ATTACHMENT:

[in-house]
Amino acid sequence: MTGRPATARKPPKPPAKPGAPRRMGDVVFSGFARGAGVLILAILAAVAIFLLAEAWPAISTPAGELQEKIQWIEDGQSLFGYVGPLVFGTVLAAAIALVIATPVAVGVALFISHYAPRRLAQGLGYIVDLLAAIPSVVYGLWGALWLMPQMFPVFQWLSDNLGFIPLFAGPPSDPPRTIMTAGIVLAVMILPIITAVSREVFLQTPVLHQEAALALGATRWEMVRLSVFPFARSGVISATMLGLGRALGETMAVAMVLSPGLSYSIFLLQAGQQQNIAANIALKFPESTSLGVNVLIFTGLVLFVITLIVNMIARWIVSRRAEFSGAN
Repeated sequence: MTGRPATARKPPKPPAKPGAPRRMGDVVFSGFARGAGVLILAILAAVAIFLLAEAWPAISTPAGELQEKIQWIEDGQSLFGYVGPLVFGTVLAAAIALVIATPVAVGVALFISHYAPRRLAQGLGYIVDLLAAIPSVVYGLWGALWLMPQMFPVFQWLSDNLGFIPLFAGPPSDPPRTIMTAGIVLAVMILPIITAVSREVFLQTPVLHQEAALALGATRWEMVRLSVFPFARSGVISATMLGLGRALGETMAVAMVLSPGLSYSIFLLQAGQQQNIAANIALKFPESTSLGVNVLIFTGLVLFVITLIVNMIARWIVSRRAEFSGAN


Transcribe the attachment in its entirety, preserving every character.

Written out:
[in-house]
Amino acid sequence: MTGRPATARKPPKPPAKPGAPRRMGDVVFSGFARGAGVLILAILAAVAIFLLAEAWPAISTPAGELQEKIQWIEDGQSLFGYVGPLVFGTVLAAAIALVIATPVAVGVALFISHYAPRRLAQGLGYIVDLLAAIPSVVYGLWGALWLMPQMFPVFQWLSDNLGFIPLFAGPPSDPPRTIMTAGIVLAVMILPIITAVSREVFLQTPVLHQEAALALGATRWEMVRLSVFPFARSGVISATMLGLGRALGETMAVAMVLSPGLSYSIFLLQAGQQQNIAANIALKFPESTSLGVNVLIFTGLVLFVITLIVNMIARWIVSRRAEFSGAN
Repeated sequence: MTGRPATARKPPKPPAKPGAPRRMGDVVFSGFARGAGVLILAILAAVAIFLLAEAWPAISTPAGELQEKIQWIEDGQSLFGYVGPLVFGTVLAAAIALVIATPVAVGVALFISHYAPRRLAQGLGYIVDLLAAIPSVVYGLWGALWLMPQMFPVFQWLSDNLGFIPLFAGPPSDPPRTIMTAGIVLAVMILPIITAVSREVFLQTPVLHQEAALALGATRWEMVRLSVFPFARSGVISATMLGLGRALGETMAVAMVLSPGLSYSIFLLQAGQQQNIAANIALKFPESTSLGVNVLIFTGLVLFVITLIVNMIARWIVSRRAEFSGAN